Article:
GREEN CITY Not long ago a green vegetable was a rare and startling sight on a lunch tray at a San Francisco school. Carnival-style food was the standard, with corn dogs as a regular entrée, packaged apple turnovers as the "fruit" course, and fried potatoes as the staple vegetable.
School lunches have come a long way since 2003, when San Francisco Unified School District parent volunteers, staff, students, public health professionals, and other community supporters joined together to begin creating the school district's Wellness Policy. Lunches are fresher, tastier, healthier, and leaner, and the SFUSD's "no empty calories" policy has been a role model in the nationwide effort to improve school food.
But even after all of those changes, a high school group recently surveyed more than 2,000 of their peers and learned that students still complain that school food doesn't taste fresh and costs too much, and some question how nutritious it is.
So a growing movement argues it's time to take the next step: the greening of school meals. Surely a food-savvy, health-conscious, environmentally aware city like San Francisco, which is located in one of the world's most fertile agricultural regions, should be feeding its kids fresh, local organic produce at every meal.
But there's an obstacle, and it's green too. Government reimbursement for a free school lunch is just $2.71, nearly half of which goes to pay for labor. Other fixed overhead eats up another large chunk, leaving just about $1 to pay for the meal itself, including 34¢ for the required milk.
No wonder it's hard to respond to requests for fresher, healthier food and more of it. New salad bars placed in three schools as part of a pilot program address these concerns, offering students mixed greens and raw vegetables, several kinds of fresh fruit, and whole grain breads and muffins, in addition to the hot entrée. When the first salad bar was created last year at Balboa High School, the average number of students eating its cafeteria lunch every day increased 26 percent, with virtually all of the new diners low-income students.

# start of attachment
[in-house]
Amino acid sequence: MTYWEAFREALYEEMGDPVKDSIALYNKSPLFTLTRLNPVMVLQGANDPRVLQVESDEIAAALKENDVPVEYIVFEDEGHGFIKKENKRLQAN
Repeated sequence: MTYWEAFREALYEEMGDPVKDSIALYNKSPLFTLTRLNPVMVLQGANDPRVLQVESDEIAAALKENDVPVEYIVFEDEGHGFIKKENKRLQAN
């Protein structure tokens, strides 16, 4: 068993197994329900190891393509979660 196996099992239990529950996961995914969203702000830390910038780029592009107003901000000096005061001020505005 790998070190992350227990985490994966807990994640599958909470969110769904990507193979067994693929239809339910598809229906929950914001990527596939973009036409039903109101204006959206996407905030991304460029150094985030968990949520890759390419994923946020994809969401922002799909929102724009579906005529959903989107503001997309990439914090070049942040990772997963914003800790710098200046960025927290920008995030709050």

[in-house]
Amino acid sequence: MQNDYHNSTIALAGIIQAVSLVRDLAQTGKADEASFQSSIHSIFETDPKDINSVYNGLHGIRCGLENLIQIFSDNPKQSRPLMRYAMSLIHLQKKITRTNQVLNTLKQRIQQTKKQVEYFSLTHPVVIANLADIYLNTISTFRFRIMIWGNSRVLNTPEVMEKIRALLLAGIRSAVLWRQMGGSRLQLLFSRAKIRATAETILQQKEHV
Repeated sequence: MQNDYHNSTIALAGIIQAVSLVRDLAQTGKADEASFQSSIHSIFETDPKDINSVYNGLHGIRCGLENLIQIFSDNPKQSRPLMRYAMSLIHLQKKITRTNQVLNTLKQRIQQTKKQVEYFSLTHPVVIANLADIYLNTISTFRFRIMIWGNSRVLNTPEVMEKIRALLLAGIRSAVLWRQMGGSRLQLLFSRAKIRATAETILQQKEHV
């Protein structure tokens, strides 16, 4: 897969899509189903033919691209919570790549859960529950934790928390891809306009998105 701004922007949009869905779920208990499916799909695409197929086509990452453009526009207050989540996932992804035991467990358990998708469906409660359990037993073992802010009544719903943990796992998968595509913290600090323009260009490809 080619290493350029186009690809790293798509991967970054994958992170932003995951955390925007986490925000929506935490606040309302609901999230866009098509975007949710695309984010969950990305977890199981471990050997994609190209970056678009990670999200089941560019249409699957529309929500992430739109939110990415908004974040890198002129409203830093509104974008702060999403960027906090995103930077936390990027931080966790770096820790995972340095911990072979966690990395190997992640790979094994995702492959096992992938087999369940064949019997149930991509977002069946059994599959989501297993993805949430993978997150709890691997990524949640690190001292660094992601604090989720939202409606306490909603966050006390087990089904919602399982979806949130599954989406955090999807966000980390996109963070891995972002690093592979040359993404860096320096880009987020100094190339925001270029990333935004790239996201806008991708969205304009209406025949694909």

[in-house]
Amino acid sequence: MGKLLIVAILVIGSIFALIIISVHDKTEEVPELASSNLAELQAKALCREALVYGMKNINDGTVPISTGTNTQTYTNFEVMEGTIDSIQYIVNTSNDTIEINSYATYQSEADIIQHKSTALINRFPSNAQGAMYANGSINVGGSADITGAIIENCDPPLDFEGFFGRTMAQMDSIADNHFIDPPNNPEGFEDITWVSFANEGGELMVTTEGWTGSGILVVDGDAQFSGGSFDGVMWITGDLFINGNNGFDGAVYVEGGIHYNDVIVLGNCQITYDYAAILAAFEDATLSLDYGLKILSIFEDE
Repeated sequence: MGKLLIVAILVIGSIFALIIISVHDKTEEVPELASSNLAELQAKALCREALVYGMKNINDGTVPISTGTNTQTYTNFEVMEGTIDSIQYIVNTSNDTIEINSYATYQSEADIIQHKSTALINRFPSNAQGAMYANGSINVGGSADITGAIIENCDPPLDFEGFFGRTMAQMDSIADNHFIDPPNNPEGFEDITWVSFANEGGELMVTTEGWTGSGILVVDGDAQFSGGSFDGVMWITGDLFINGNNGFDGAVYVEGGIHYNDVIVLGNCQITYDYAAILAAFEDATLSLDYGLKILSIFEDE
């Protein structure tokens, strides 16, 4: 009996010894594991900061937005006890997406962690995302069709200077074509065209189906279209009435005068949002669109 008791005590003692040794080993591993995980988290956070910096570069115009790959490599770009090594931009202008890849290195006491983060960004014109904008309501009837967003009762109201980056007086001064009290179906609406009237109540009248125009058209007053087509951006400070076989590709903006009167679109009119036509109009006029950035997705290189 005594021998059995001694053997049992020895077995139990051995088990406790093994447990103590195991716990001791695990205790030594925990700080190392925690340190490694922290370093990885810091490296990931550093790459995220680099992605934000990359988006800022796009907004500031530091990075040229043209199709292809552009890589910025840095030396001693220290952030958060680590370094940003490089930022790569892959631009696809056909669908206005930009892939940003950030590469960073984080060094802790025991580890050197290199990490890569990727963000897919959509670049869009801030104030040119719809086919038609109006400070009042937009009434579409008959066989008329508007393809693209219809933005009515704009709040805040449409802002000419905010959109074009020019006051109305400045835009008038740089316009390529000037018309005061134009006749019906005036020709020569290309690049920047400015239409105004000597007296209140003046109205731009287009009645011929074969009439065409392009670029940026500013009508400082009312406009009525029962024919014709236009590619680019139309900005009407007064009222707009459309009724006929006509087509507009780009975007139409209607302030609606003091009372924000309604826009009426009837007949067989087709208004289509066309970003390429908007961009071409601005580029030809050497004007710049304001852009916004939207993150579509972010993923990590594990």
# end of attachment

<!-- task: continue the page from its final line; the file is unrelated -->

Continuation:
But that $1 per meal won't cover a salad bar at every school, which is the SFUSD's goal. The cost of just the equipment for a salad bar the bar itself, added refrigeration and sinks, a couple more tables can run more than $10,000 per school, depending on how much work needs to be done to reconfigure the lunch line. Organic produce drives the meal cost higher too.
Unfortunately, the SFUSD doesn't have that money. Because it's currently left to the school district to provide meals, the SFUSD must require that the Student Nutrition Department budget break even or else cut into classroom funds to cover the deficit.
The good news is that thanks to grants from the Department of Children, Youth and Their Families and Mayor Gavin Newsom, salad bars are being started in 25 SFUSD schools this year, stocked with seasonal, local produce. Still, despite this additional funding, only about 25 percent of district students will have access to the salad bars. Social justice demands that every student have equal access to a healthier school meal.
Most city officials and the greater community probably aren't even aware of the situation. It's time to put the need to feed our children adequately on the radar of the whole community and ask officials to step in with funding to ensure that our children can eat well without sacrificing classroom resources to cover the cost of their food.
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